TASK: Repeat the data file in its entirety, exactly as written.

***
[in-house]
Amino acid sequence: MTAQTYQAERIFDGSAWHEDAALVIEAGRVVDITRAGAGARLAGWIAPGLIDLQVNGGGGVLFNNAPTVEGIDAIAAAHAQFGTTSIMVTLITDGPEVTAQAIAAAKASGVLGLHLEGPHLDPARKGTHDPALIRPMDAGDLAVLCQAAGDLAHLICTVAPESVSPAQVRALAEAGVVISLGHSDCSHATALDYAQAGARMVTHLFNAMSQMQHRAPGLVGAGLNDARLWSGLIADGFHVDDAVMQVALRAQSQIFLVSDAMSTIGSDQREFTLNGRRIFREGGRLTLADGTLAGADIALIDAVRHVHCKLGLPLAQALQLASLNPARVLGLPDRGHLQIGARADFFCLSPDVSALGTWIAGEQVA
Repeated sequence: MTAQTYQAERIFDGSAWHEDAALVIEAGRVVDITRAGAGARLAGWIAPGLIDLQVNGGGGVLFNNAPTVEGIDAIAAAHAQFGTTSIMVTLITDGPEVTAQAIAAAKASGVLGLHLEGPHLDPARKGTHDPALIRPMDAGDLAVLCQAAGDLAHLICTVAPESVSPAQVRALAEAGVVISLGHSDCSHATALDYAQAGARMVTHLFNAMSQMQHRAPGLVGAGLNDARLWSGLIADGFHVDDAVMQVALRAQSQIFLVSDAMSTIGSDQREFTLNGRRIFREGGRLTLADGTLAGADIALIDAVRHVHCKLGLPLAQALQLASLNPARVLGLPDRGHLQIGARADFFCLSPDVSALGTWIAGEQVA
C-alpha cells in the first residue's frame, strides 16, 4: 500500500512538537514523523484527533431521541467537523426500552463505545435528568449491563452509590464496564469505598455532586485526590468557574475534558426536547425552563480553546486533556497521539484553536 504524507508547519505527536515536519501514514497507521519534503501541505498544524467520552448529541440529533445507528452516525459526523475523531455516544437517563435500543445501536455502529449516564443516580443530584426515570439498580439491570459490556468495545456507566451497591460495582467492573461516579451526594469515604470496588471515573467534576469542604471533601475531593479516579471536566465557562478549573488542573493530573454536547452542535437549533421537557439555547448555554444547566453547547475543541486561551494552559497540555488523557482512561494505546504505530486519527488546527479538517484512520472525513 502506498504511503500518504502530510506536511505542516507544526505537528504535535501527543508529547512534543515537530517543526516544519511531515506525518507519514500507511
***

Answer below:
[in-house]
Amino acid sequence: MTAQTYQAERIFDGSAWHEDAALVIEAGRVVDITRAGAGARLAGWIAPGLIDLQVNGGGGVLFNNAPTVEGIDAIAAAHAQFGTTSIMVTLITDGPEVTAQAIAAAKASGVLGLHLEGPHLDPARKGTHDPALIRPMDAGDLAVLCQAAGDLAHLICTVAPESVSPAQVRALAEAGVVISLGHSDCSHATALDYAQAGARMVTHLFNAMSQMQHRAPGLVGAGLNDARLWSGLIADGFHVDDAVMQVALRAQSQIFLVSDAMSTIGSDQREFTLNGRRIFREGGRLTLADGTLAGADIALIDAVRHVHCKLGLPLAQALQLASLNPARVLGLPDRGHLQIGARADFFCLSPDVSALGTWIAGEQVA
Repeated sequence: MTAQTYQAERIFDGSAWHEDAALVIEAGRVVDITRAGAGARLAGWIAPGLIDLQVNGGGGVLFNNAPTVEGIDAIAAAHAQFGTTSIMVTLITDGPEVTAQAIAAAKASGVLGLHLEGPHLDPARKGTHDPALIRPMDAGDLAVLCQAAGDLAHLICTVAPESVSPAQVRALAEAGVVISLGHSDCSHATALDYAQAGARMVTHLFNAMSQMQHRAPGLVGAGLNDARLWSGLIADGFHVDDAVMQVALRAQSQIFLVSDAMSTIGSDQREFTLNGRRIFREGGRLTLADGTLAGADIALIDAVRHVHCKLGLPLAQALQLASLNPARVLGLPDRGHLQIGARADFFCLSPDVSALGTWIAGEQVA
C-alpha cells in the first residue's frame, strides 16, 4: 500500500512538537514523523484527533431521541467537523426500552463505545435528568449491563452509590464496564469505598455532586485526590468557574475534558426536547425552563480553546486533556497521539484553536 504524507508547519505527536515536519501514514497507521519534503501541505498544524467520552448529541440529533445507528452516525459526523475523531455516544437517563435500543445501536455502529449516564443516580443530584426515570439498580439491570459490556468495545456507566451497591460495582467492573461516579451526594469515604470496588471515573467534576469542604471533601475531593479516579471536566465557562478549573488542573493530573454536547452542535437549533421537557439555547448555554444547566453547547475543541486561551494552559497540555488523557482512561494505546504505530486519527488546527479538517484512520472525513 502506498504511503500518504502530510506536511505542516507544526505537528504535535501527543508529547512534543515537530517543526516544519511531515506525518507519514500507511